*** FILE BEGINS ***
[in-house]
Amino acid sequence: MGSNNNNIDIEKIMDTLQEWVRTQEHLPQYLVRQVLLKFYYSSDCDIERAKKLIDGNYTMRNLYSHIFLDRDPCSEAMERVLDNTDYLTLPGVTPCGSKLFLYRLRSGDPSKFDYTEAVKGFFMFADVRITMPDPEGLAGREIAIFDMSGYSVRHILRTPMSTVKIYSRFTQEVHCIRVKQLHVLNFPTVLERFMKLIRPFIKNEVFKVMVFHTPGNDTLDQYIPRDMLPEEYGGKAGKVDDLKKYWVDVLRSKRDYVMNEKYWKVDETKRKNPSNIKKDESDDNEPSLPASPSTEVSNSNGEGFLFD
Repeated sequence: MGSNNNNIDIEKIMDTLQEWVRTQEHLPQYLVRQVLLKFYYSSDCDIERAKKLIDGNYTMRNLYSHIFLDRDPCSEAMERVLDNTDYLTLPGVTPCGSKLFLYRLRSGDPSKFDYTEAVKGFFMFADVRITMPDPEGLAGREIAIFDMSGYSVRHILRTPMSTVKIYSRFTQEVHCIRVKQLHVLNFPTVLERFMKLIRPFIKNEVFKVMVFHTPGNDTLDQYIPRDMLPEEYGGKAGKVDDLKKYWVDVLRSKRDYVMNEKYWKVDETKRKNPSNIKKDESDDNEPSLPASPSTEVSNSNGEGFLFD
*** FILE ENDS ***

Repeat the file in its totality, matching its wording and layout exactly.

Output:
[in-house]
Amino acid sequence: MGSNNNNIDIEKIMDTLQEWVRTQEHLPQYLVRQVLLKFYYSSDCDIERAKKLIDGNYTMRNLYSHIFLDRDPCSEAMERVLDNTDYLTLPGVTPCGSKLFLYRLRSGDPSKFDYTEAVKGFFMFADVRITMPDPEGLAGREIAIFDMSGYSVRHILRTPMSTVKIYSRFTQEVHCIRVKQLHVLNFPTVLERFMKLIRPFIKNEVFKVMVFHTPGNDTLDQYIPRDMLPEEYGGKAGKVDDLKKYWVDVLRSKRDYVMNEKYWKVDETKRKNPSNIKKDESDDNEPSLPASPSTEVSNSNGEGFLFD
Repeated sequence: MGSNNNNIDIEKIMDTLQEWVRTQEHLPQYLVRQVLLKFYYSSDCDIERAKKLIDGNYTMRNLYSHIFLDRDPCSEAMERVLDNTDYLTLPGVTPCGSKLFLYRLRSGDPSKFDYTEAVKGFFMFADVRITMPDPEGLAGREIAIFDMSGYSVRHILRTPMSTVKIYSRFTQEVHCIRVKQLHVLNFPTVLERFMKLIRPFIKNEVFKVMVFHTPGNDTLDQYIPRDMLPEEYGGKAGKVDDLKKYWVDVLRSKRDYVMNEKYWKVDETKRKNPSNIKKDESDDNEPSLPASPSTEVSNSNGEGFLFD